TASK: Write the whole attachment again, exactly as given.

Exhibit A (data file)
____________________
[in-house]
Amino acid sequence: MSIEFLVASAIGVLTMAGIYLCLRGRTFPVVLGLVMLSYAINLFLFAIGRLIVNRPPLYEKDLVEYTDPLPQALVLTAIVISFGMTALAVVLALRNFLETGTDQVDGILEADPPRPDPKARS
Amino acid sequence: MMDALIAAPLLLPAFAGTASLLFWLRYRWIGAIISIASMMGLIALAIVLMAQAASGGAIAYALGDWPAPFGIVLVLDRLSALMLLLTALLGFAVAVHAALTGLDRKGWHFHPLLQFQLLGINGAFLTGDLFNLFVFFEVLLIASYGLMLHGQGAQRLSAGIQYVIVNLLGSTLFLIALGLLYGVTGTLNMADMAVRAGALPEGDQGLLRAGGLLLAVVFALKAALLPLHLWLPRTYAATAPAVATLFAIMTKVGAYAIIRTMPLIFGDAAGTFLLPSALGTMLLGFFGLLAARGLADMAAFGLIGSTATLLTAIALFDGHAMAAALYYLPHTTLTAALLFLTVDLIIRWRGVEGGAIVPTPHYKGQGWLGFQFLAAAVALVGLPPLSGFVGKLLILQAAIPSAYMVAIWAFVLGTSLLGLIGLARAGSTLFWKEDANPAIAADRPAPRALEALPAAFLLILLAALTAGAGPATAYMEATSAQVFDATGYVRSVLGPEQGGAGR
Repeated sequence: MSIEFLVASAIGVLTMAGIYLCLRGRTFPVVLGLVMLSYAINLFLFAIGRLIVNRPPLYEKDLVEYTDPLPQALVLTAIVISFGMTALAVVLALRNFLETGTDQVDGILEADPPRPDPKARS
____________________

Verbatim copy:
[in-house]
Amino acid sequence: MSIEFLVASAIGVLTMAGIYLCLRGRTFPVVLGLVMLSYAINLFLFAIGRLIVNRPPLYEKDLVEYTDPLPQALVLTAIVISFGMTALAVVLALRNFLETGTDQVDGILEADPPRPDPKARS
Amino acid sequence: MMDALIAAPLLLPAFAGTASLLFWLRYRWIGAIISIASMMGLIALAIVLMAQAASGGAIAYALGDWPAPFGIVLVLDRLSALMLLLTALLGFAVAVHAALTGLDRKGWHFHPLLQFQLLGINGAFLTGDLFNLFVFFEVLLIASYGLMLHGQGAQRLSAGIQYVIVNLLGSTLFLIALGLLYGVTGTLNMADMAVRAGALPEGDQGLLRAGGLLLAVVFALKAALLPLHLWLPRTYAATAPAVATLFAIMTKVGAYAIIRTMPLIFGDAAGTFLLPSALGTMLLGFFGLLAARGLADMAAFGLIGSTATLLTAIALFDGHAMAAALYYLPHTTLTAALLFLTVDLIIRWRGVEGGAIVPTPHYKGQGWLGFQFLAAAVALVGLPPLSGFVGKLLILQAAIPSAYMVAIWAFVLGTSLLGLIGLARAGSTLFWKEDANPAIAADRPAPRALEALPAAFLLILLAALTAGAGPATAYMEATSAQVFDATGYVRSVLGPEQGGAGR
Repeated sequence: MSIEFLVASAIGVLTMAGIYLCLRGRTFPVVLGLVMLSYAINLFLFAIGRLIVNRPPLYEKDLVEYTDPLPQALVLTAIVISFGMTALAVVLALRNFLETGTDQVDGILEADPPRPDPKARS